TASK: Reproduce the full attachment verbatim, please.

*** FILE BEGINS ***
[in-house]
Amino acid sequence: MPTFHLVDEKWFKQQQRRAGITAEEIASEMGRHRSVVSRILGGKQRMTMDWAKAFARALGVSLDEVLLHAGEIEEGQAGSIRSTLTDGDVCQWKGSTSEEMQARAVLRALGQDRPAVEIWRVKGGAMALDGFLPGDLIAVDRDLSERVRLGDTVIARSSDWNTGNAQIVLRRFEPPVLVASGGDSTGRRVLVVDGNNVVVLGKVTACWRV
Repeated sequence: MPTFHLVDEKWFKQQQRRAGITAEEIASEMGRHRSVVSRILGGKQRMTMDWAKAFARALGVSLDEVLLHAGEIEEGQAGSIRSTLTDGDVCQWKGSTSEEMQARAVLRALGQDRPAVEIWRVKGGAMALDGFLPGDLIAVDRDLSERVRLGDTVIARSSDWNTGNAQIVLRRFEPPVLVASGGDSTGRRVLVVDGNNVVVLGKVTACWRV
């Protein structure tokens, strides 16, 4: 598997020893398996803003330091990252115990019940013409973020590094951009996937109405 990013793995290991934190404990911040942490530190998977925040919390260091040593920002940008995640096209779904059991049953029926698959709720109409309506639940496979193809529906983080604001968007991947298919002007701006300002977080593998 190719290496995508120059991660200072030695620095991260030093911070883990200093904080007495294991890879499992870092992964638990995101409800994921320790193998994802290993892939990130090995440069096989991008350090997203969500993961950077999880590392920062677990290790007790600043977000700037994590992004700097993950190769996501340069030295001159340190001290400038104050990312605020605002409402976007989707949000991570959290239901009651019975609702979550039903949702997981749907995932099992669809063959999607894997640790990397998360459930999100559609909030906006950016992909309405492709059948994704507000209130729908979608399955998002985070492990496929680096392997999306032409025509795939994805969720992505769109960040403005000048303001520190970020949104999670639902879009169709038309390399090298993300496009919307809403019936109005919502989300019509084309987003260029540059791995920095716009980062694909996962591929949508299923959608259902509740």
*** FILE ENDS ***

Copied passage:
[in-house]
Amino acid sequence: MPTFHLVDEKWFKQQQRRAGITAEEIASEMGRHRSVVSRILGGKQRMTMDWAKAFARALGVSLDEVLLHAGEIEEGQAGSIRSTLTDGDVCQWKGSTSEEMQARAVLRALGQDRPAVEIWRVKGGAMALDGFLPGDLIAVDRDLSERVRLGDTVIARSSDWNTGNAQIVLRRFEPPVLVASGGDSTGRRVLVVDGNNVVVLGKVTACWRV
Repeated sequence: MPTFHLVDEKWFKQQQRRAGITAEEIASEMGRHRSVVSRILGGKQRMTMDWAKAFARALGVSLDEVLLHAGEIEEGQAGSIRSTLTDGDVCQWKGSTSEEMQARAVLRALGQDRPAVEIWRVKGGAMALDGFLPGDLIAVDRDLSERVRLGDTVIARSSDWNTGNAQIVLRRFEPPVLVASGGDSTGRRVLVVDGNNVVVLGKVTACWRV
């Protein structure tokens, strides 16, 4: 598997020893398996803003330091990252115990019940013409973020590094951009996937109405 990013793995290991934190404990911040942490530190998977925040919390260091040593920002940008995640096209779904059991049953029926698959709720109409309506639940496979193809529906983080604001968007991947298919002007701006300002977080593998 190719290496995508120059991660200072030695620095991260030093911070883990200093904080007495294991890879499992870092992964638990995101409800994921320790193998994802290993892939990130090995440069096989991008350090997203969500993961950077999880590392920062677990290790007790600043977000700037994590992004700097993950190769996501340069030295001159340190001290400038104050990312605020605002409402976007989707949000991570959290239901009651019975609702979550039903949702997981749907995932099992669809063959999607894997640790990397998360459930999100559609909030906006950016992909309405492709059948994704507000209130729908979608399955998002985070492990496929680096392997999306032409025509795939994805969720992505769109960040403005000048303001520190970020949104999670639902879009169709038309390399090298993300496009919307809403019936109005919502989300019509084309987003260029540059791995920095716009980062694909996962591929949508299923959608259902509740």